Wild and Scenic Film Festival returns to the Columbia Valley

·3 min read

The annual Wild and Scenic Film Festival returned to Invermere last weekend on Saturday, Nov. 20. The festival, led by Wildsight Invermere, boasted the showing of 10 short films in an innovative way: virtually and in person.

Although a unique format this year, the event marks its eighth annual film festival, with environmental stories being told from locations far and wide, such as Antarctica, Russia, Rwanda, Tuvalu, Norway, and Florida. There was also a tribute to the province itself with one B.C. based documentary titled, The Return, which highlights the decrease of salmon spawning through Vancouver creeks and the efforts that are being made to ensure their safe return.

"This film came about when I realized that there were salmon coming into the creek just a handful of blocks from my home in East Vancouver, a huge city. I went down to see for myself and immediately became fascinated and engaged with this small miracle," says Marina Dodis, director of The Return. "After decades of industry and urbanization, it is only through the efforts of volunteers that the salmon have returned. And it is only through support of average citizens that they will have a proper chance to continue this resurgence."

"Nature is very resilient but absolutely needs our help. The intention of the film was not to preach but to invite the viewer to become curious about their own surroundings, wherever that may be," adds Dodis. "The hope is that the experience will inspire dedication."

Main themes present within the ten films were of climate change action, living life to the fullest, and an overall appreciation of the planet’s ecosystem, with an overarching awareness of Indigenous culture and consideration to the health and longevity of the Earth.

The festival offered three different methods of participation: in-person at the Columbia Valley Centre at 7 p.m., live-streamed from home at the same time, or a 5-day video-on-demand option. 220 people attended the in person event on Saturday, with an additional 86 confirmed to attend virtually (which runs until November 25). In person attendees were required to prove their double vaccination status in order to abide by COVID-19 safety protocols.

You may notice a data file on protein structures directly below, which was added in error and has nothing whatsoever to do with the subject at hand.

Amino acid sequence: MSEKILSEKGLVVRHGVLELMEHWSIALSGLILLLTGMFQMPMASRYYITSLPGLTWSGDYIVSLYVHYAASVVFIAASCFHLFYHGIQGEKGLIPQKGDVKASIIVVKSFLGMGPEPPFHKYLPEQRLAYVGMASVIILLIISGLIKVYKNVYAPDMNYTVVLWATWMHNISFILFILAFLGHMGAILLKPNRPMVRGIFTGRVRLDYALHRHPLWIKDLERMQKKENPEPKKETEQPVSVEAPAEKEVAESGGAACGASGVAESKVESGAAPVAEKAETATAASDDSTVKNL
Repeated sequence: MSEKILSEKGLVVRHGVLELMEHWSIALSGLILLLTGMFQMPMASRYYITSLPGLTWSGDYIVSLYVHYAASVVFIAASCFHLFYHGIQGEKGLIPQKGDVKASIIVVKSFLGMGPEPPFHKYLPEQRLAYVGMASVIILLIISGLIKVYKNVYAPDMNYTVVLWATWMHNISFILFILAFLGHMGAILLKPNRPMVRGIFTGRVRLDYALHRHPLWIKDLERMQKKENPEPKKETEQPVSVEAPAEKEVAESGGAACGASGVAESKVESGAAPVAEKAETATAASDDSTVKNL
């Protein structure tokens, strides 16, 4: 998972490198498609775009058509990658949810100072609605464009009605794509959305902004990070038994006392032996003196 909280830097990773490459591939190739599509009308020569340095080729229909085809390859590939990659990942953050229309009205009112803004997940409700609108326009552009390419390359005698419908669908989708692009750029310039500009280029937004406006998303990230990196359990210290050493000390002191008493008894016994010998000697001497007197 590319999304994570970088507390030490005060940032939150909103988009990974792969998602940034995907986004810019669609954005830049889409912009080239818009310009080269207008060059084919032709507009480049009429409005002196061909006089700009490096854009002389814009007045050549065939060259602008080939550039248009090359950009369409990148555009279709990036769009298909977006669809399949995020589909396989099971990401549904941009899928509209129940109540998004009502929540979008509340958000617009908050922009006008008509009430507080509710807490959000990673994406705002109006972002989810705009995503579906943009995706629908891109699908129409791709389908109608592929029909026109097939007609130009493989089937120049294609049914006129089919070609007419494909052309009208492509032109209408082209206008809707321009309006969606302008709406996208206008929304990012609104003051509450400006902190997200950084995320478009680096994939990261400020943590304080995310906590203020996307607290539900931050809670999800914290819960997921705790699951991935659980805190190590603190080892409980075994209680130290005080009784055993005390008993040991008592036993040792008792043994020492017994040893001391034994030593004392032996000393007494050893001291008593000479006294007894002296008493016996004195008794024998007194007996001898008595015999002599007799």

“Through the power of film, the event celebrates the beauty and wonder of our natural world and hopes to inspire audiences to act on behalf of our big, blue planet,” says Kat Graves, Climate Change and Resilience Coordinator for Wildsight Invermere.

Being as the event is Wildsight Invermere’s annual fundraiser, they also hosted a silent auction with 28 items that showcase the Columbia Valley’s outdoor-focused and artistic community. Available both online and in person, attendees had the opportunity to bid on items such as a two-person lazy river paddles donated by Columbia River Paddle, guided climbs up to Chisel Peak from East Kootenay Mountain Guides, and two-nights accommodation at Juniper Hotel in Banff and Paintbox Lodge in Canmore. Donations for the auction ranged in value from $60 to $480.

Door prizes were also gifted to both live-stream and in person attendees. Wildsight stressed their appreciation for those that made the event possible. Their visionary sponsors were Cleanline Automotive, Columbia Valley Law, Invermere Liquor Store, thinkBright Homes. Catalyst sponsors were Collective Carpentry, Columbia Basin Trust, Copper City Physical Therapy, Invermere Optometry Clinic; and Leader sponsors are Basecamp Innovations, Copper City Dental, Juniper Heights Healing, Silver Fern Acupuncture + Herbal Clinic.

Haley Grinder, Local Journalism Initiative Reporter, The Columbia Valley Pioneer

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